But, there is also an outward path of human fellowship that leads to peace. Sometimes our need for shelter or friendship or medical care or food are just so pressing that it does little good for someone to tell us: “Trust in the Lord,” when we are in desperate need of these necessities of life. Maybe those of us with these necessities ought to be turning those words back on ourselves:”trust in the Lord,” and sharing what we have with others, trusting that God will take care of us. Then, a feeling of belonging and the ability to relax in the human community will come to those of us in need – whether those desperate needs be shelter or friendship or medical care. The inner path to peace; the outer path to peace – they are the same path of faith and trust in the living God who cares for body and soul, who calls us to care for self and other. They go together. We will always need to take the inner path, but we must not forget the importance of the outward path to peace, because we are created both for solitude and for community. We come to true peace when we know how to walk both paths with God and each other.

And, when we take ourselves too seriously, we can turn to the little rhyme and maybe laugh at our worrying selves a little:

The worry cow
Would have lasted till now,
If she hadn’t lost her breath.
But she thought her hay
Wouldn’t last all day,
So she mooed herself to death.

What good does our worry do us?

In their anxiety, in their worry, the Hebrews worshipped a golden calf. Now, I doubt if any of us – even in our greatest anxieties -are likely to worship any golden calves. But, we may have been serving the worry cow lately instead of the living God, bowing down days without number to the way of the worry cow instead of the life-giving ways of our Creator God. . . wearing ourselves out with worry which Jesus said wouldn’t add a day to our life, and as we are finding out might end up taking days away from our life.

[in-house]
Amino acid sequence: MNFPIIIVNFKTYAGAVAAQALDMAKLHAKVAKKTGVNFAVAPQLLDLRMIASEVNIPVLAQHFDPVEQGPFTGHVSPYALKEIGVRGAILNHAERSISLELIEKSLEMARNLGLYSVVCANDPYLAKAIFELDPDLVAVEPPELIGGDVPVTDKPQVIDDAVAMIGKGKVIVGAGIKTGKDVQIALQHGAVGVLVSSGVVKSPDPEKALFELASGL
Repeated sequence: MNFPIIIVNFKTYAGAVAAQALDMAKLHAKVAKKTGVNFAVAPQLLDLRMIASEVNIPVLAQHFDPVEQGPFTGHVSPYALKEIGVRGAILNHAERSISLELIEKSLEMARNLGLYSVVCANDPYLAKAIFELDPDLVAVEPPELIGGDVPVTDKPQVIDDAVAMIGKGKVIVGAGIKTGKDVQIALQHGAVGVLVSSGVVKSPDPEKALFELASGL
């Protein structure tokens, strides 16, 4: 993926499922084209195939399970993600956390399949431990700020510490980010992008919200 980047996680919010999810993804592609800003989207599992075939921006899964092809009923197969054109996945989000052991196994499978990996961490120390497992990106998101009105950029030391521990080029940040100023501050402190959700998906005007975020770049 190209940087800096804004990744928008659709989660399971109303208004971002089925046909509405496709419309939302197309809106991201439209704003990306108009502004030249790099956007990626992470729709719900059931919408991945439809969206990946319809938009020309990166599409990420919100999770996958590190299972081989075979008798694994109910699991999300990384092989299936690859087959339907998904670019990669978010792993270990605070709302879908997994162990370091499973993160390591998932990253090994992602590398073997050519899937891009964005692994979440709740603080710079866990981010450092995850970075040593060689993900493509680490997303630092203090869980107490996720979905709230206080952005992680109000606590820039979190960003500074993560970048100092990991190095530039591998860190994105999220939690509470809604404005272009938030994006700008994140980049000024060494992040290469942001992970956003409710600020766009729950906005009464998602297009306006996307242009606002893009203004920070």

Our anxiety does not have to lead us into idolatry. Anxiety or worry is something that comes with living, and we can share it with each other and that helps it subside, and we can share it with God who will in turn share his peace with us.

God has revealed to us the way to peace: it lies in that native faith in God and life in the depths of our souls and that native trust in each other that waits to be discovered and celebrated.

As the prophet Isaiah was inspired to say: “In quietness and trust is your strength; in rest and returning you shall be saved.” God calls you to take the inner path of solitude, and the outward path of human community. Let those of you with ears to hear listen to the what the Spirit is saying in your own life.

May God have mercy on you and me and help us to hear this message in our minds, but also in the depths of our hearts where we need God’s help so badly.